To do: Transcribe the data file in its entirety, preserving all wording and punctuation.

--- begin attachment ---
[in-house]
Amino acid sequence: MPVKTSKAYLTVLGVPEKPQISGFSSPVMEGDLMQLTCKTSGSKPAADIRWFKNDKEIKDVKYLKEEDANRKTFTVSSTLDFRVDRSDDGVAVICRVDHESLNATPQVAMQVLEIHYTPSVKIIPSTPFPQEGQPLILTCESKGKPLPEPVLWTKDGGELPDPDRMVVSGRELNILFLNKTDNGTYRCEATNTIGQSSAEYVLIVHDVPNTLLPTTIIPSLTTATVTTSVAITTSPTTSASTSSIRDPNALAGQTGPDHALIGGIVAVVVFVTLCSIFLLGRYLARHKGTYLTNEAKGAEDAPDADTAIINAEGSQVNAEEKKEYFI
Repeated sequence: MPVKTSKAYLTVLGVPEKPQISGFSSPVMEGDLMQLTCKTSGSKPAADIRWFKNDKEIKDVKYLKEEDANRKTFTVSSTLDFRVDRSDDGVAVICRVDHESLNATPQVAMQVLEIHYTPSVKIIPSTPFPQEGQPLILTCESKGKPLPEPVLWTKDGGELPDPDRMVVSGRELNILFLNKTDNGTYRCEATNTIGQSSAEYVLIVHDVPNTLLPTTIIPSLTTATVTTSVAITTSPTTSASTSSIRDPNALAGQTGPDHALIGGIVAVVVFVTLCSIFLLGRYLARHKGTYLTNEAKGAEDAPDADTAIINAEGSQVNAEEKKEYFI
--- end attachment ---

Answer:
[in-house]
Amino acid sequence: MPVKTSKAYLTVLGVPEKPQISGFSSPVMEGDLMQLTCKTSGSKPAADIRWFKNDKEIKDVKYLKEEDANRKTFTVSSTLDFRVDRSDDGVAVICRVDHESLNATPQVAMQVLEIHYTPSVKIIPSTPFPQEGQPLILTCESKGKPLPEPVLWTKDGGELPDPDRMVVSGRELNILFLNKTDNGTYRCEATNTIGQSSAEYVLIVHDVPNTLLPTTIIPSLTTATVTTSVAITTSPTTSASTSSIRDPNALAGQTGPDHALIGGIVAVVVFVTLCSIFLLGRYLARHKGTYLTNEAKGAEDAPDADTAIINAEGSQVNAEEKKEYFI
Repeated sequence: MPVKTSKAYLTVLGVPEKPQISGFSSPVMEGDLMQLTCKTSGSKPAADIRWFKNDKEIKDVKYLKEEDANRKTFTVSSTLDFRVDRSDDGVAVICRVDHESLNATPQVAMQVLEIHYTPSVKIIPSTPFPQEGQPLILTCESKGKPLPEPVLWTKDGGELPDPDRMVVSGRELNILFLNKTDNGTYRCEATNTIGQSSAEYVLIVHDVPNTLLPTTIIPSLTTATVTTSVAITTSPTTSASTSSIRDPNALAGQTGPDHALIGGIVAVVVFVTLCSIFLLGRYLARHKGTYLTNEAKGAEDAPDADTAIINAEGSQVNAEEKKEYFI